Example of Functional Programming in Three Web Languages

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Functional programming is all the rage in the Javascript community this year, and I’ve been doing a lot of it lately because I’ve been using Redux on my latest project at work. It occurred to me that web developers have had some of the building blocks of functional programming for over two decades. Here are examples of a functional approach, mapping an array to a new array, in just three languages popular in web development, ones that I’m familiar with.

  1. Perl
  2. PHP
  3. JavaScript

Perl has been used for web development basically since the beginning of the web, around 1994. PHP started as a web development tool in the late 1990s. JavaScript was built for client-side scripting around the same time, but really came into its own when Ajax became popular around 2005.

I mean for this to be a short post; so, I’m just going to show you the examples of array mapping I came up with in each language and their output.

Each example will take an array of computer-usable identifiers, with spaces represented by underscores like two_words. The example will create a new array of human-readable strings, suitable for output, like two words.

If you are interested in digging deeper, just search for the function names in each language and go from there. (I had to search to refresh my memory of the Perl and PHP syntax, so I know there is a wealth of information on this topic.)

Perl Perl Logo

Perl has a built-in function, map, which takes as arguments a code block and an array (or “list” as Perl likes to say). For each item in the array, the code block is called, with the value of Perl’s default variable, $_, set to that item. The code block can do whatever it wants to with the item, and return something that becomes a corresponding item in the new array.

The script: foo.pl

my @columns = ('card_type', 'full_name', 'transaction_date', 'transaction_amount', 'transaction_status');

print "@columns\n";

my @human_names = map { $_ =~ s/_/ /gr } @columns;

print "@human_names\n";

To run it from a computer with Perl installed,

perl foo.pl

The Perl script should output this,

card_type full_name transaction_date transaction_amount transaction_status
card type full name transaction date transaction amount transaction status

PHP PHP Logo

PHP has a built-in function, array_map, which takes as arguments a reference to a function and an array. For each item in the array, the function is called, with the argument of that function set to that current item. The function can do whatever it wants to with the argument, and return something that becomes a corresponding item in the new array.

The script: bar.php

<?php

function make_human_readable($item) {
  return preg_replace('/_/', ' ', $item);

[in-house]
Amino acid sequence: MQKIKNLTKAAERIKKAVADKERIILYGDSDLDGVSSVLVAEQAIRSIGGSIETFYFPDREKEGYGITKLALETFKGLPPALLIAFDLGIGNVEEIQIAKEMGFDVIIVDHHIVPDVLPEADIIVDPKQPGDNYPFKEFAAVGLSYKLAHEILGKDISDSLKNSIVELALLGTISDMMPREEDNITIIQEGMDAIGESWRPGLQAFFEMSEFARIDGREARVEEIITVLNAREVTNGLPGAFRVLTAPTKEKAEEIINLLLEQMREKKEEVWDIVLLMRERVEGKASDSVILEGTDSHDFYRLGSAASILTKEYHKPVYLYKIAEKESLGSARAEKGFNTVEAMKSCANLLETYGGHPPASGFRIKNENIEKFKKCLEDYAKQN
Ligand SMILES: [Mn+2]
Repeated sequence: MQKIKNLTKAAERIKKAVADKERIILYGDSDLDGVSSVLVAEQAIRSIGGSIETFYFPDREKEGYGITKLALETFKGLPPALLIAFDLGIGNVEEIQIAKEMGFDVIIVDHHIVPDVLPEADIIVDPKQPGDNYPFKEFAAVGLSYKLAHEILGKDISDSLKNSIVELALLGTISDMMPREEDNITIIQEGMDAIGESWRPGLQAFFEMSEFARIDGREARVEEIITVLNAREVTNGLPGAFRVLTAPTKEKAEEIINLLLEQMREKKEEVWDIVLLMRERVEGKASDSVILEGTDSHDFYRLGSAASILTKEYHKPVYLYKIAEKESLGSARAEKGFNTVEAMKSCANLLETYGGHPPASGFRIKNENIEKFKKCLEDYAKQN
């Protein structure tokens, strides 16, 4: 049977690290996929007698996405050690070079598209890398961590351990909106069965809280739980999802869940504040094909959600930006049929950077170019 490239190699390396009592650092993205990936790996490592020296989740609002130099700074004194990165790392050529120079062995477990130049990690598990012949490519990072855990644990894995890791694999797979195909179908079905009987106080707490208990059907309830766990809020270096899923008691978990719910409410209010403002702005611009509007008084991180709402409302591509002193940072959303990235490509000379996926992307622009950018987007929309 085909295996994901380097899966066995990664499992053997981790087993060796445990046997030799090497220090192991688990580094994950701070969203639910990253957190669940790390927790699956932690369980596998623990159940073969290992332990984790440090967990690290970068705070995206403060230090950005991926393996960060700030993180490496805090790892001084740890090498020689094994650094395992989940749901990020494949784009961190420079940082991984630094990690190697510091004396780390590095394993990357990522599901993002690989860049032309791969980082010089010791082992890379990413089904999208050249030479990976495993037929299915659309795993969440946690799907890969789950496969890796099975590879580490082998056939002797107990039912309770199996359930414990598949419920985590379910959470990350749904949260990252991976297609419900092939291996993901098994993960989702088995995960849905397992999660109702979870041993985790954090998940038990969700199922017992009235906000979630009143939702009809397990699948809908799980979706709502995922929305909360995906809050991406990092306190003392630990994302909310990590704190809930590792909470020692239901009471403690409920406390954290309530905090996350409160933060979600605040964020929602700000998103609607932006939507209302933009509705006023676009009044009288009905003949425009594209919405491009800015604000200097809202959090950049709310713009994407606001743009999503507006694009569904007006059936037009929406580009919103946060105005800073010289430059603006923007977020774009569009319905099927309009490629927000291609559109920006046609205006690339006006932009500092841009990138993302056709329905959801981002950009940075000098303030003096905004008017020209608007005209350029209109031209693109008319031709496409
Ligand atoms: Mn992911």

}

$columns = ['card_type', 'full_name', 'transaction_date', 'transaction_amount', 'transaction_status'];

print_r($columns);

$human_names = array_map("make_human_readable", $columns);

print_r($human_names);

?>

To run it from a computer with PHP installed,

php bar.php

The PHP script should output this,

Array
(
    [0] => card_type
    [1] => full_name
    [2] => transaction_date
    [3] => transaction_amount
    [4] => transaction_status
)
Array
(
    [0] => card type
    [1] => full name
    [2] => transaction date
    [3] => transaction amount
    [4] => transaction status
)

JavaScript JavaScript Logo

JavaScript arrays are a special type of JavaScript object that includes a map method. You call that method on an array, and it takes a function as an argument. For each item in the array, the function is called, with the argument of that function set to that current item. The function can do whatever it wants to with the argument, and return something that becomes a corresponding item in the new array.

The script: baz.js

function makeHumanReadable(item) {
   return item.replace(/_/, ' ');
 }

 const columns = ['card_type', 'full_name', 'transaction_date', 'transaction_amount', 'transaction_status'];

 console.log(columns);

 const humanNames = columns.map(makeHumanReadable);

 console.log(humanNames);

To run it from a computer with a recent version of NodeJS installed,

node baz.js

The JavaScript file should output this,

[ 'card_type',
  'full_name',
  'transaction_date',
  'transaction_amount',
  'transaction_status' ]
[ 'card type',
  'full name',
  'transaction date',
  'transaction amount',
  'transaction status' ]

Conclusion

Aside from trivial differences in syntax, the examples in each language are remarkably similar. While you could make an argument that the internals of one or another of these languages are better suited to functional programming, they all allow you to program in a functional style.

Everything old is new again.


Also published on Medium.

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